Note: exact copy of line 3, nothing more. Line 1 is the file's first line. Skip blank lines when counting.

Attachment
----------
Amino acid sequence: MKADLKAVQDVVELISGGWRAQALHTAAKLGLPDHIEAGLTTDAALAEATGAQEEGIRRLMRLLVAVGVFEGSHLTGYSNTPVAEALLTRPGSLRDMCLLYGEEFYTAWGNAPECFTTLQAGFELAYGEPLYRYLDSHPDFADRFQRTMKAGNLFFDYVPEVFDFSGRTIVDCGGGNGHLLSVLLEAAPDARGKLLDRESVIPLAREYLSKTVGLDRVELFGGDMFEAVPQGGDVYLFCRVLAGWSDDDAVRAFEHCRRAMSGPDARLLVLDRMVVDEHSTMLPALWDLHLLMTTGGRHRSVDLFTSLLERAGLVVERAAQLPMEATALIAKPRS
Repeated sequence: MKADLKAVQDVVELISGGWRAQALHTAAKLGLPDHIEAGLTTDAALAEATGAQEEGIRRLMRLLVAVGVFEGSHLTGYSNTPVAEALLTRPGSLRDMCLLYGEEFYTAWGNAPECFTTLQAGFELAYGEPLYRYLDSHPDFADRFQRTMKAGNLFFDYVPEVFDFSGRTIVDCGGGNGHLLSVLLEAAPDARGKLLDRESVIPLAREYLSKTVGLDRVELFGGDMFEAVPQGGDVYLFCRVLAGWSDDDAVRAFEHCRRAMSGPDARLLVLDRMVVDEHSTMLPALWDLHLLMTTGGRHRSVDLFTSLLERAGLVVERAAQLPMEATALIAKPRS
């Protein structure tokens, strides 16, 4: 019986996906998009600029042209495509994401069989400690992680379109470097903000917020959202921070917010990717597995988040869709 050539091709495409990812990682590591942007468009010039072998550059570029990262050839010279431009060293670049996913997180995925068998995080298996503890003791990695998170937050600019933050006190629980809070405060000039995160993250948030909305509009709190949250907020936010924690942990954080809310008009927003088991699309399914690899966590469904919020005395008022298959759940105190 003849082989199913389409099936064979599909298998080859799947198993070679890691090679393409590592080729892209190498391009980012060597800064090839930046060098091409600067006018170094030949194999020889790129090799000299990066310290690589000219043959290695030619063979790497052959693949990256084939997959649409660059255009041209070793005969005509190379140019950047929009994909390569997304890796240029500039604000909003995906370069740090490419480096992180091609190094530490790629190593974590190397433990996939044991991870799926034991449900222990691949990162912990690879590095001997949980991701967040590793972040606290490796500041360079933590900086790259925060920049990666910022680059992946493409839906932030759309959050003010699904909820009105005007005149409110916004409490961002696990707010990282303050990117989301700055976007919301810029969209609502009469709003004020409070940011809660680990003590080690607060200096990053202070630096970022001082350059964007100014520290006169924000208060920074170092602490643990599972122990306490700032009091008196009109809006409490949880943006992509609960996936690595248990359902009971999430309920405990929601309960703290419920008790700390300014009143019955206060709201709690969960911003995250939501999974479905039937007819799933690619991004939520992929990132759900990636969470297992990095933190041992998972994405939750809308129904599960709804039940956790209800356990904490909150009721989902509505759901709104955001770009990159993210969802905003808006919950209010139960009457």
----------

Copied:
């Protein structure tokens, strides 16, 4: 019986996906998009600029042209495509994401069989400690992680379109470097903000917020959202921070917010990717597995988040869709 050539091709495409990812990682590591942007468009010039072998550059570029990262050839010279431009060293670049996913997180995925068998995080298996503890003791990695998170937050600019933050006190629980809070405060000039995160993250948030909305509009709190949250907020936010924690942990954080809310008009927003088991699309399914690899966590469904919020005395008022298959759940105190 003849082989199913389409099936064979599909298998080859799947198993070679890691090679393409590592080729892209190498391009980012060597800064090839930046060098091409600067006018170094030949194999020889790129090799000299990066310290690589000219043959290695030619063979790497052959693949990256084939997959649409660059255009041209070793005969005509190379140019950047929009994909390569997304890796240029500039604000909003995906370069740090490419480096992180091609190094530490790629190593974590190397433990996939044991991870799926034991449900222990691949990162912990690879590095001997949980991701967040590793972040606290490796500041360079933590900086790259925060920049990666910022680059992946493409839906932030759309959050003010699904909820009105005007005149409110916004409490961002696990707010990282303050990117989301700055976007919301810029969209609502009469709003004020409070940011809660680990003590080690607060200096990053202070630096970022001082350059964007100014520290006169924000208060920074170092602490643990599972122990306490700032009091008196009109809006409490949880943006992509609960996936690595248990359902009971999430309920405990929601309960703290419920008790700390300014009143019955206060709201709690969960911003995250939501999974479905039937007819799933690619991004939520992929990132759900990636969470297992990095933190041992998972994405939750809308129904599960709804039940956790209800356990904490909150009721989902509505759901709104955001770009990159993210969802905003808006919950209010139960009457």